Date of this Version
Journal of the National Collegiate Honors Council, 2022, 23(1): 135–36
As part of the National Collegiate Honors Council’s (2022) collection of essays about the value of honors to its graduates (1967–2019), the author reflects on the personal and professional impacts of the honors experience.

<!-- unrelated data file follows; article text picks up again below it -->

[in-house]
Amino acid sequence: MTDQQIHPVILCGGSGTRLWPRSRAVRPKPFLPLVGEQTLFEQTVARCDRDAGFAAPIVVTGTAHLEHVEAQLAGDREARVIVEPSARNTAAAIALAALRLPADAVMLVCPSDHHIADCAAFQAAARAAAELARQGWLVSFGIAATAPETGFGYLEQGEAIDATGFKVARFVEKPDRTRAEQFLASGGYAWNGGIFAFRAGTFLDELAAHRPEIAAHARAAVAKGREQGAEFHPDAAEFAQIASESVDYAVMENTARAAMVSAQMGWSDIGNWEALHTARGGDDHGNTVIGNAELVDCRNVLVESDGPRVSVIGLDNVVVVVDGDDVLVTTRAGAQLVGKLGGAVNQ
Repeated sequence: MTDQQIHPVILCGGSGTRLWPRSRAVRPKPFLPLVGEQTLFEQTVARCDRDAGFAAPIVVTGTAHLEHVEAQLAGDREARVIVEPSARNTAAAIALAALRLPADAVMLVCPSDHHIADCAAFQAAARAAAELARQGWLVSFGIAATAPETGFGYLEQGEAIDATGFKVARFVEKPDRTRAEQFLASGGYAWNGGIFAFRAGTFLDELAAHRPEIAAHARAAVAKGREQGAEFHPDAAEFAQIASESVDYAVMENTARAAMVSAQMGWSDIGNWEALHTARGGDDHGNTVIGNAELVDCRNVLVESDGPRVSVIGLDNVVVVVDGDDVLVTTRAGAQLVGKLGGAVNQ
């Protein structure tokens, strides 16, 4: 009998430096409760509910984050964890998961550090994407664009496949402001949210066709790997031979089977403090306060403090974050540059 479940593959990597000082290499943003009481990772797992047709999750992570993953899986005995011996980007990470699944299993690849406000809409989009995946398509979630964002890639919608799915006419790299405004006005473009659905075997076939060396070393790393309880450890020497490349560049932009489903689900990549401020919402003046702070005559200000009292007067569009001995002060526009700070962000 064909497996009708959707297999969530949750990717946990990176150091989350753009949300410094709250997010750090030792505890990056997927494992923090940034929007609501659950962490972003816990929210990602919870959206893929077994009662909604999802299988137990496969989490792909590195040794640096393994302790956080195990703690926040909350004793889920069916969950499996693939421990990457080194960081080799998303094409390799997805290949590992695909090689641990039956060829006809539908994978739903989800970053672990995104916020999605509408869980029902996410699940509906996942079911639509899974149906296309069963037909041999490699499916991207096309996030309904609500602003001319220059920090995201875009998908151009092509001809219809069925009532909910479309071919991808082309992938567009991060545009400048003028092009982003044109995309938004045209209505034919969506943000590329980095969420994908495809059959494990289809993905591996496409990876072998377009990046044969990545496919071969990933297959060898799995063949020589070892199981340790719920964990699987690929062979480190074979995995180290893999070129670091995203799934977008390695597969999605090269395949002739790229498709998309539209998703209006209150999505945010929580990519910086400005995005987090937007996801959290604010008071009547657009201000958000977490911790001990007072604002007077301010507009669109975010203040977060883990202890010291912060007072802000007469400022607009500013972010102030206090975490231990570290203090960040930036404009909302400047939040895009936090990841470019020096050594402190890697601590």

In May of 2021, I moved to Washington, D.C. It was the middle of the pandemic. I had only been to D.C. once for a National Collegiate Honors Council conference. My partner was graduating law school and had just received a highly esteemed post-graduate fellowship in North Carolina. I was doing well in my global health job at Duke University. It would have been easy to stay static. Yet, we collectively came to the decision to move to a new place where we knew practically no one. I knew that I wanted to challenge myself and push my comfort levels to see what all was out there, professionally and personally. My experience in Honors literally gave me the exposure to this city and many others, but more importantly it gave me the tools and experience to bet on myself and try new things.